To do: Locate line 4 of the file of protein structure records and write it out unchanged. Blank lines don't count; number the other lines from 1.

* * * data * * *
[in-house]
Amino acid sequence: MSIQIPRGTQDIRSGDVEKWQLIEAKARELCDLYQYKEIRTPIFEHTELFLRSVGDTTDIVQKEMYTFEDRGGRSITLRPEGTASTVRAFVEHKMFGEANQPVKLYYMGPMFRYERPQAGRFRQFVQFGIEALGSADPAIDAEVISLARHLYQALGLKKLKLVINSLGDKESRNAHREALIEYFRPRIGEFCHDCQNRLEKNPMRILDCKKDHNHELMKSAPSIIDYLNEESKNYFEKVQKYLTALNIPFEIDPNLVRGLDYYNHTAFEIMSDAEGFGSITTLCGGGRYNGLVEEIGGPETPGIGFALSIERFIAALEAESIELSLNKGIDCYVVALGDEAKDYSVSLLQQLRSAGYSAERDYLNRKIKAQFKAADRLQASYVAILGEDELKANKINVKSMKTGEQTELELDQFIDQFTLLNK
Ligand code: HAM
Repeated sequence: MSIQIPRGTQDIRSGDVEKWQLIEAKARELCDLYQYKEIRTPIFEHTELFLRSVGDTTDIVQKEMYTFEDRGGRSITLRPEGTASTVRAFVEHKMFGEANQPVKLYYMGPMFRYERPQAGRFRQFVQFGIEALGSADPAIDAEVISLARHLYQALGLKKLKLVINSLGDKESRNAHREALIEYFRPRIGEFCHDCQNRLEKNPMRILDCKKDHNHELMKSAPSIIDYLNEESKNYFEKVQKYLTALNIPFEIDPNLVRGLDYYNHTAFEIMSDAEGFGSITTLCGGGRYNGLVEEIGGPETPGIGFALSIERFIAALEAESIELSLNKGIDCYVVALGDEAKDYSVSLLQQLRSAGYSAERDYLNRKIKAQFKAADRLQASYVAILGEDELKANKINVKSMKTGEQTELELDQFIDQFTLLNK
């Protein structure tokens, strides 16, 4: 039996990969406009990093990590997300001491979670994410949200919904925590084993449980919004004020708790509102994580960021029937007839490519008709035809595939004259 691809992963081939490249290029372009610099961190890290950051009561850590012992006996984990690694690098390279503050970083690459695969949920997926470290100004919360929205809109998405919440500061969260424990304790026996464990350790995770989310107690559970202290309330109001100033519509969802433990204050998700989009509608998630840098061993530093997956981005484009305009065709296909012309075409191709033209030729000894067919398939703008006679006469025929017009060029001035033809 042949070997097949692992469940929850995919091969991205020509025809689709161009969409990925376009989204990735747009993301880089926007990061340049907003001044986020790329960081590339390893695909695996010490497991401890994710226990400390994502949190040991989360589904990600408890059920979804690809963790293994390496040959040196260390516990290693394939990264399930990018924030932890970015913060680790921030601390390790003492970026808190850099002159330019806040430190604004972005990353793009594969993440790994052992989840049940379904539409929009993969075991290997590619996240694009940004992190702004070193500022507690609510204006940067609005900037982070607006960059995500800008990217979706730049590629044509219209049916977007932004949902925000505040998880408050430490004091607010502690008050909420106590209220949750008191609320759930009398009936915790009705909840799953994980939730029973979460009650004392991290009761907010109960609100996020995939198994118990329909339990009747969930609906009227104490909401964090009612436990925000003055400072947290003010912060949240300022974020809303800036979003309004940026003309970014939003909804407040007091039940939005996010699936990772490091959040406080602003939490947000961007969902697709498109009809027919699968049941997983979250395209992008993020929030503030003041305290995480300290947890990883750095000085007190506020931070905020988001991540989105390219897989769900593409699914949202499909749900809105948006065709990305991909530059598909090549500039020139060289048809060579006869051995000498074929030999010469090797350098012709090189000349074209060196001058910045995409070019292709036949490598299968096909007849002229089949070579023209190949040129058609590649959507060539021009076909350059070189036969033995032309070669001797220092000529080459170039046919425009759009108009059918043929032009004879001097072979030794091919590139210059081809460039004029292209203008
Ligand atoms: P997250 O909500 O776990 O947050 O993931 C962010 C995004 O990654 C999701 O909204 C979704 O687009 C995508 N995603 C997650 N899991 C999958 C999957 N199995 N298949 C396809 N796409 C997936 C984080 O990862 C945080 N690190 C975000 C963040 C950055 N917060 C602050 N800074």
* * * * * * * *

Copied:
Repeated sequence: MSIQIPRGTQDIRSGDVEKWQLIEAKARELCDLYQYKEIRTPIFEHTELFLRSVGDTTDIVQKEMYTFEDRGGRSITLRPEGTASTVRAFVEHKMFGEANQPVKLYYMGPMFRYERPQAGRFRQFVQFGIEALGSADPAIDAEVISLARHLYQALGLKKLKLVINSLGDKESRNAHREALIEYFRPRIGEFCHDCQNRLEKNPMRILDCKKDHNHELMKSAPSIIDYLNEESKNYFEKVQKYLTALNIPFEIDPNLVRGLDYYNHTAFEIMSDAEGFGSITTLCGGGRYNGLVEEIGGPETPGIGFALSIERFIAALEAESIELSLNKGIDCYVVALGDEAKDYSVSLLQQLRSAGYSAERDYLNRKIKAQFKAADRLQASYVAILGEDELKANKINVKSMKTGEQTELELDQFIDQFTLLNK